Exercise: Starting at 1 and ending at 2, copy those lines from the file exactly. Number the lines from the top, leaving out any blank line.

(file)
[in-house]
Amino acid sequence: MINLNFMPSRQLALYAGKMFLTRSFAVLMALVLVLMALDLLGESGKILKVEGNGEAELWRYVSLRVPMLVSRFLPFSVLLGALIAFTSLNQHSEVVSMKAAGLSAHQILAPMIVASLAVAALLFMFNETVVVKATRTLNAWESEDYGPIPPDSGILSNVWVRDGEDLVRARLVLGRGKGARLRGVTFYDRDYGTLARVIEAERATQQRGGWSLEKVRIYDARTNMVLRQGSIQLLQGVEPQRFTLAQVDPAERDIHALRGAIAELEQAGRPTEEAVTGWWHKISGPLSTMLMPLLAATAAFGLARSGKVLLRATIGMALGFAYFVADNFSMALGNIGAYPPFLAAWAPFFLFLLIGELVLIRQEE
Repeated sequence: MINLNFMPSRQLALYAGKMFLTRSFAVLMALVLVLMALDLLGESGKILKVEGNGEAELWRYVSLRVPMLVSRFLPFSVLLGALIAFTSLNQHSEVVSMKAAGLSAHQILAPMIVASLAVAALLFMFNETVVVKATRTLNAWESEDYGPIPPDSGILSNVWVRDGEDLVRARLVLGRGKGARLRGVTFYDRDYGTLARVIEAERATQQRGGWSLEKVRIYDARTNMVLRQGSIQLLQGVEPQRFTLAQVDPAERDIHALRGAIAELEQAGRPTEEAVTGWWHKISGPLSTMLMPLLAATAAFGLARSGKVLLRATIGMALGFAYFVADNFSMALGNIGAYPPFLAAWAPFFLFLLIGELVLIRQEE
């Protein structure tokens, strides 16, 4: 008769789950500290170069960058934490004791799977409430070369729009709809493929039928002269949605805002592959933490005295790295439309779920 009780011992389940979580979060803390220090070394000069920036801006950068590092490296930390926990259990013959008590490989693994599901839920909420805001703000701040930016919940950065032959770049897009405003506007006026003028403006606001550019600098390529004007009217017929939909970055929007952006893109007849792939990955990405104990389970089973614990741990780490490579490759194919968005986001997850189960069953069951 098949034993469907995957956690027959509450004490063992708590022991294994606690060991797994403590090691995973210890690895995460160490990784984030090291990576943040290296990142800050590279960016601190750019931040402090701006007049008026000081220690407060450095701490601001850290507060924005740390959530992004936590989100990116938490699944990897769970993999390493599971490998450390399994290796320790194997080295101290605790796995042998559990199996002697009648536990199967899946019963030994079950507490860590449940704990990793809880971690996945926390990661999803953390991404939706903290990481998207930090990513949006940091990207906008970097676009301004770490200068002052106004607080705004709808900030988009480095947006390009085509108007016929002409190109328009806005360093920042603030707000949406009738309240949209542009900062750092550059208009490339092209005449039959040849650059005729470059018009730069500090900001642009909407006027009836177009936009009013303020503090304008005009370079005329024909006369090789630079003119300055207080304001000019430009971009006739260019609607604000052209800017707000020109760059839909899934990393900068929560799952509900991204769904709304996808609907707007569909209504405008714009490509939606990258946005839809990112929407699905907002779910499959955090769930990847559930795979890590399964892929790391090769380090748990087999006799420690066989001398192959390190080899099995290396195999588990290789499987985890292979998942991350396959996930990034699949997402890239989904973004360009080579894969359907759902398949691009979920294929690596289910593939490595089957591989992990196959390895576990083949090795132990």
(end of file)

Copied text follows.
[in-house]
Amino acid sequence: MINLNFMPSRQLALYAGKMFLTRSFAVLMALVLVLMALDLLGESGKILKVEGNGEAELWRYVSLRVPMLVSRFLPFSVLLGALIAFTSLNQHSEVVSMKAAGLSAHQILAPMIVASLAVAALLFMFNETVVVKATRTLNAWESEDYGPIPPDSGILSNVWVRDGEDLVRARLVLGRGKGARLRGVTFYDRDYGTLARVIEAERATQQRGGWSLEKVRIYDARTNMVLRQGSIQLLQGVEPQRFTLAQVDPAERDIHALRGAIAELEQAGRPTEEAVTGWWHKISGPLSTMLMPLLAATAAFGLARSGKVLLRATIGMALGFAYFVADNFSMALGNIGAYPPFLAAWAPFFLFLLIGELVLIRQEE